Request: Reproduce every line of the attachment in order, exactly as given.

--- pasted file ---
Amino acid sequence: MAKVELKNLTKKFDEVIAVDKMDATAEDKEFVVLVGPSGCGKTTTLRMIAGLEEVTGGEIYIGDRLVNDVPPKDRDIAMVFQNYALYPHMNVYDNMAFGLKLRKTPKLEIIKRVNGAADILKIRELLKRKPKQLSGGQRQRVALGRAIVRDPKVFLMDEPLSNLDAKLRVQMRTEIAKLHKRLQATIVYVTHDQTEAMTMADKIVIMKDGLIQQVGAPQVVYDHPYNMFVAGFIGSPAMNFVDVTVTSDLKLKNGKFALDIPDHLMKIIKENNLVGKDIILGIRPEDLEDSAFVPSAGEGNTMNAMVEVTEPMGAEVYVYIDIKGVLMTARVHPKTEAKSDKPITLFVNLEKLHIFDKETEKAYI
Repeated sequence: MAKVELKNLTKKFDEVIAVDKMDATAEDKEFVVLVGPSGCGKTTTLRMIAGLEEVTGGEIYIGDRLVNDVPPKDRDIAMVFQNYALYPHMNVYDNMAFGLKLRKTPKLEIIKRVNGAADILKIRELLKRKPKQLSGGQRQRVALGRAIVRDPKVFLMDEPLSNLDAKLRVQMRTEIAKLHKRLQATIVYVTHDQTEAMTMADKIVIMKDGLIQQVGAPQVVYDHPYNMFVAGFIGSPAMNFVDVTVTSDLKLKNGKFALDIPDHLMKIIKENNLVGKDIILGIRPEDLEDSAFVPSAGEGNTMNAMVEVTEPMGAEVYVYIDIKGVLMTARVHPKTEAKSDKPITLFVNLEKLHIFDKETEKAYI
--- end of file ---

Amino acid sequence: MAKVELKNLTKKFDEVIAVDKMDATAEDKEFVVLVGPSGCGKTTTLRMIAGLEEVTGGEIYIGDRLVNDVPPKDRDIAMVFQNYALYPHMNVYDNMAFGLKLRKTPKLEIIKRVNGAADILKIRELLKRKPKQLSGGQRQRVALGRAIVRDPKVFLMDEPLSNLDAKLRVQMRTEIAKLHKRLQATIVYVTHDQTEAMTMADKIVIMKDGLIQQVGAPQVVYDHPYNMFVAGFIGSPAMNFVDVTVTSDLKLKNGKFALDIPDHLMKIIKENNLVGKDIILGIRPEDLEDSAFVPSAGEGNTMNAMVEVTEPMGAEVYVYIDIKGVLMTARVHPKTEAKSDKPITLFVNLEKLHIFDKETEKAYI
Repeated sequence: MAKVELKNLTKKFDEVIAVDKMDATAEDKEFVVLVGPSGCGKTTTLRMIAGLEEVTGGEIYIGDRLVNDVPPKDRDIAMVFQNYALYPHMNVYDNMAFGLKLRKTPKLEIIKRVNGAADILKIRELLKRKPKQLSGGQRQRVALGRAIVRDPKVFLMDEPLSNLDAKLRVQMRTEIAKLHKRLQATIVYVTHDQTEAMTMADKIVIMKDGLIQQVGAPQVVYDHPYNMFVAGFIGSPAMNFVDVTVTSDLKLKNGKFALDIPDHLMKIIKENNLVGKDIILGIRPEDLEDSAFVPSAGEGNTMNAMVEVTEPMGAEVYVYIDIKGVLMTARVHPKTEAKSDKPITLFVNLEKLHIFDKETEKAYI